We need to be smart with that money. We have to target the fund’s investments to get the greatest return and to ensure that it will be financially healthy and able to serve future generations.
We’re about to launch a promising new era of investing some of that fund directly in fledgling or expanding businesses in North Dakota, instead of sending it all to Wall Street firms or investing it overseas.
But the recent process of enabling the Legacy Fund to be tapped to make direct investments inside North Dakota has exposed some significant problems in the way the fund is being directed.
The 11-member State Investment Board resisted allowing in-state investments, rejecting a proposal to do so by Jon Godfread, the state insurance commissioner and a member of the board.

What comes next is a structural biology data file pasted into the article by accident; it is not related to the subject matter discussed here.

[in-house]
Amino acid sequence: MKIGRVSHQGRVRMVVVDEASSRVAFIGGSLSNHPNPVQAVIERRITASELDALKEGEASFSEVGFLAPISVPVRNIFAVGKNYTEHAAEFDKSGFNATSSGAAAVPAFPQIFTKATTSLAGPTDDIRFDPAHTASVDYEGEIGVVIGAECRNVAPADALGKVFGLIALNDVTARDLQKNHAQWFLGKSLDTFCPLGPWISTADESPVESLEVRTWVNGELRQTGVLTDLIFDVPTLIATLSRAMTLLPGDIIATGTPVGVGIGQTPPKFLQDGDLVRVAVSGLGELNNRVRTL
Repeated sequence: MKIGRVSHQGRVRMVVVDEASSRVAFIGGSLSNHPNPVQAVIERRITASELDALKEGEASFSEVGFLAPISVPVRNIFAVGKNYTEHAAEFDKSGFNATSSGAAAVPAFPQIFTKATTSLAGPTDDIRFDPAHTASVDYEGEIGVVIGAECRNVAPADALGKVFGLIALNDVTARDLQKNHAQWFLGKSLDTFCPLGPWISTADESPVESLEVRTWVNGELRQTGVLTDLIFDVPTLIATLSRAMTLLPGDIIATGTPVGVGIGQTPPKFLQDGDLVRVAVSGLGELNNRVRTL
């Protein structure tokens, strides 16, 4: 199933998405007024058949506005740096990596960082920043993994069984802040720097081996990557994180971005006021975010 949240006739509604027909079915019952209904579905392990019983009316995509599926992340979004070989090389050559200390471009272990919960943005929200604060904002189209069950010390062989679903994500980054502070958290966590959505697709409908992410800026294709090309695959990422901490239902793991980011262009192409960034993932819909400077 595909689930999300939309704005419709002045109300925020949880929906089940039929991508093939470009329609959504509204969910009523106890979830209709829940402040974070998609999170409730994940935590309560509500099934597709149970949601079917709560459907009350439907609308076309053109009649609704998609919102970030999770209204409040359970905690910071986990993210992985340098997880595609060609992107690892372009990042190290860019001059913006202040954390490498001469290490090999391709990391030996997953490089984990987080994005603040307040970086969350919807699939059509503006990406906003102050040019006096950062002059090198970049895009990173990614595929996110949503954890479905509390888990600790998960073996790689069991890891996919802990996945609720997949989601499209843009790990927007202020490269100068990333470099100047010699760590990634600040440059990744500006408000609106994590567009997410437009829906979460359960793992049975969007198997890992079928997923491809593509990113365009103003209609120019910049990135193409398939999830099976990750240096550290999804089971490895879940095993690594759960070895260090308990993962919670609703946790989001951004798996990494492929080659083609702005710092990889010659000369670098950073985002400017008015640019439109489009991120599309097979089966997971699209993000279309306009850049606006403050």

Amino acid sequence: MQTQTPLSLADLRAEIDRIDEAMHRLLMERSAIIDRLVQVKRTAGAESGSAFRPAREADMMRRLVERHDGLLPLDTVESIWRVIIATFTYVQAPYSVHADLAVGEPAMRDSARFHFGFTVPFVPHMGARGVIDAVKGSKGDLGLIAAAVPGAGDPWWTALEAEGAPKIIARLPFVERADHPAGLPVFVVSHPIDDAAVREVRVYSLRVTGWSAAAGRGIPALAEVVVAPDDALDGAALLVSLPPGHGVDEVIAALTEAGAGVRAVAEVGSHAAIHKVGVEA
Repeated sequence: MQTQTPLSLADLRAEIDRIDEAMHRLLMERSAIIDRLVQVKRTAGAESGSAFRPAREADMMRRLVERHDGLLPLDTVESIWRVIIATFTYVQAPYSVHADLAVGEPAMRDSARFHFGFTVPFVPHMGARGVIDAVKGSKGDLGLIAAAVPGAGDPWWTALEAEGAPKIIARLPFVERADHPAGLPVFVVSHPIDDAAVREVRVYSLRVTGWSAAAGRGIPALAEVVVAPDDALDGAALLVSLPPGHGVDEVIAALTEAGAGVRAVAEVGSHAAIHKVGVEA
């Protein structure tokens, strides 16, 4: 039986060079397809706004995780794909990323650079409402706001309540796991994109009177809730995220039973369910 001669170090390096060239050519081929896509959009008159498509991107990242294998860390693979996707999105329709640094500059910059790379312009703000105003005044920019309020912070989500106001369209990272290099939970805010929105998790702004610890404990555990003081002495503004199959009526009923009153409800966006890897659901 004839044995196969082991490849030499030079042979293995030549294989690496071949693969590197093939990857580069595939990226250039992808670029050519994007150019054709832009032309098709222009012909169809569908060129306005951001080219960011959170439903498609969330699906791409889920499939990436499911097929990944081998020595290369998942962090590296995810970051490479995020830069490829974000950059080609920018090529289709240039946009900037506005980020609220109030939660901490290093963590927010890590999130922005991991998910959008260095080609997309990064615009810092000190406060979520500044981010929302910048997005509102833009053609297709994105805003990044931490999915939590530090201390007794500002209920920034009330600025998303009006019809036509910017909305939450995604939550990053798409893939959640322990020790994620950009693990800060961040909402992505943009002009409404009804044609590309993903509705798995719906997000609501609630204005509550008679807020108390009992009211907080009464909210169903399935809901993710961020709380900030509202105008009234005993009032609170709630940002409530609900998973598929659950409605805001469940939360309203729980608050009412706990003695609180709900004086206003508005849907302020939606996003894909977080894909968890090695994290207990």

The resistance reveals a fundamental problem of the board: It’s designed to manage pensions and insurance funds, both of which require very different investment strategies than the new program.
Pensions are promises made to public employees’ retirement programs, and the state has a fiduciary duty to ensure that those promises are kept. Similarly, insurance funds must be able to provide